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  • One Year Later: Obama and Latin America

    One year after taking office, President Obama has yet to usher in the new dawn in relations with Latin America he talked about during his campaign. It was a huge promise, given his predecessor’s visits to the region, free trade agreements with Colombia and Panama, the newly created Millennium Challenge Account directing more effective aid to countries there, the Merida Initiative for fighting drugs in Mexico, and the continuing success of the Clinton-era Plan Colombia.

    Thus far, the Administration’s involvement with the Americas has been more reactive than proactive, dominated as it has been by a fuzzy strategic vision, unplanned events, obstructionists in Congress, and resource constraints.

    Early in the new Administration, the White House made it clear it would not push Congress to approve the trade agreements Bush signed with Colombia and Panama, thereby rebuffing advances from two traditional friends and weakening economic relations further.

    Obama’s softer approach toward anti-American regimes in the region did little to bring relief to the millions of Cubans still living under communist tyranny or to advance democracy and the rule of law in countries like Venezuela. By comparison, the Administration’s unexpectedly harsh approach to Hondurans who sought to protect their constitutional democracy when their President tried to conduct an illegal referendum was surprising. The Administration had hastily joined the likes of Hugo Chávez and Raul Castro demanding his reinstatement. And it was very slow to recognize the democratic and constitutional elections to replace Zelaya on November 29th.

    Equally confusing for those who’ve worked for human rights and freedoms in the region is the Administration’s ambivalence to inroads that Iran, China, and Russia are making there, leading pundits to once more proclaim the last rites for the Monroe Doctrine. Add to this the Administration’s lackluster approach to Mexico’s problems, including its 6 percent economic contraction and its increasingly brutal drug violence, and its no wonder many Americans are more jittery about our southern flank.

    The horrific earthquake in Haiti on January 12th ended Obama’s first year of engagement in Latin America on a somber note. The humanitarian response thus far by Americans and by the Administration demonstrates our capacity for compassion and action. But fixing Haiti will require more long-term commitment, and bold departures from the traditional forms of development assistance and governance that have failed that country so miserably.

    Regaining America’s historic position of leadership in the Americas will not be easy. The President must focus his strategy this next year on activities that not only address core U.S. interests, such as expanding trade, reducing corruption, and attracting investment to create jobs on both sides of our border. He must also focus on ways to help the people of Latin America strengthen their democratic institutions; and ways to achieve closer cooperation in our fight against international crime, drugs, and terrorism.

    Posted in International [slideshow_deploy]

    7 Responses to One Year Later: Obama and Latin America

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    2. Pingback: One Year Later: Obama and Latin America | The Foundry … : PlanetTalk.net - Learn the truth , no more lies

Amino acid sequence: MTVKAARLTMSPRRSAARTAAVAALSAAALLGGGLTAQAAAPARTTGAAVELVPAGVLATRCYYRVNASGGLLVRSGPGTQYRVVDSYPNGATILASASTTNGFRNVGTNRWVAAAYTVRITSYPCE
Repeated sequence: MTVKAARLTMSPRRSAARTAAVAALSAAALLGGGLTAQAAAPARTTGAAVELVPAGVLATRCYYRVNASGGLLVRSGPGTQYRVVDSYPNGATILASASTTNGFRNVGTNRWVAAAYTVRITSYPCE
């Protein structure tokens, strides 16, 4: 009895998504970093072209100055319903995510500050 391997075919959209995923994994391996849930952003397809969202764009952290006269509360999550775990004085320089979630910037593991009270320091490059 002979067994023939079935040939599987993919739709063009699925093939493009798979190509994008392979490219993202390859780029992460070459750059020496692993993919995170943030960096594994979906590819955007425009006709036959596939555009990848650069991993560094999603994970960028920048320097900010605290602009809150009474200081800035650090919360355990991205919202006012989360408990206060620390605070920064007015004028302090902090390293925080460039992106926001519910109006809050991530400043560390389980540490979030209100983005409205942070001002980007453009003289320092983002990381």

3. Zelda Zick, MN says:

      The President will not respond to the Castro Brother's or Red Hugo because he is on the same side they are. Thus our President is an enemy of our Republic.

      Last week Obumer signed an order which gives him the power to take the National Guard away from the States. Thus he is setting the stage for a coming crack down. Just like a Dictator of a South American Banana Republic!

    4. John Clancy, Wyandot says:

      The media failed the American people in presenting Senator Obama as a centrist, as one of us in our view of the fundamentals vis a vis our constitution, our love of freedom, our respect for human life, and our willingness to help other nations in their pursuit of freedom.

      We know now that President Obama's view is very unamerican. He tramples on our constitution, violates our freedoms, promotes abortions, and betrays our friends like Poland.

      It is appropriate today to point out the very marked differences between Martin Luther King's view of our great country and President Obama's. Surely we need to begin to organize now at the precinct level to make a change in 2010.

    5. Lynn Bryant DeSpain says:

      When our President endorses Chevez, the Man responsible for supplying Gasoline to Iran, what else needs to be said?

    6. Drew Page, IL says:

      Tune in to Hugo Chavez's latest evaluation of America's (and Mr. Obama's) aid to Haiti. I thought these guys were pals. I wonder if Mr. Obama is having second thoughts about his relationship with Mr. Chavez.

      Obama and his Haitian relief efforts are getting better treatment from Bill O'Reilly at Fox News than he is from Mr. Chavez, who seems to be a bit critical.

      By the way, Venezula's relief efforts in Haiti have so far amounted to a single plane load of supplies. One wonders how much relief has been sent to Haiti from the Casro brothers in Cuba (and Danny Glover).

    7. Bobbie Jay says:

      It's a cover, Drew!

      Sorry, but I have to repeat this. Obama stated "what we do defines us as a people." Listen closely, Mr. President, OUR EXISTENCE DEFINES US AS A PEOPLE, MR. PRESIDENT! What we DO DEFINES US AS AMERICANS!

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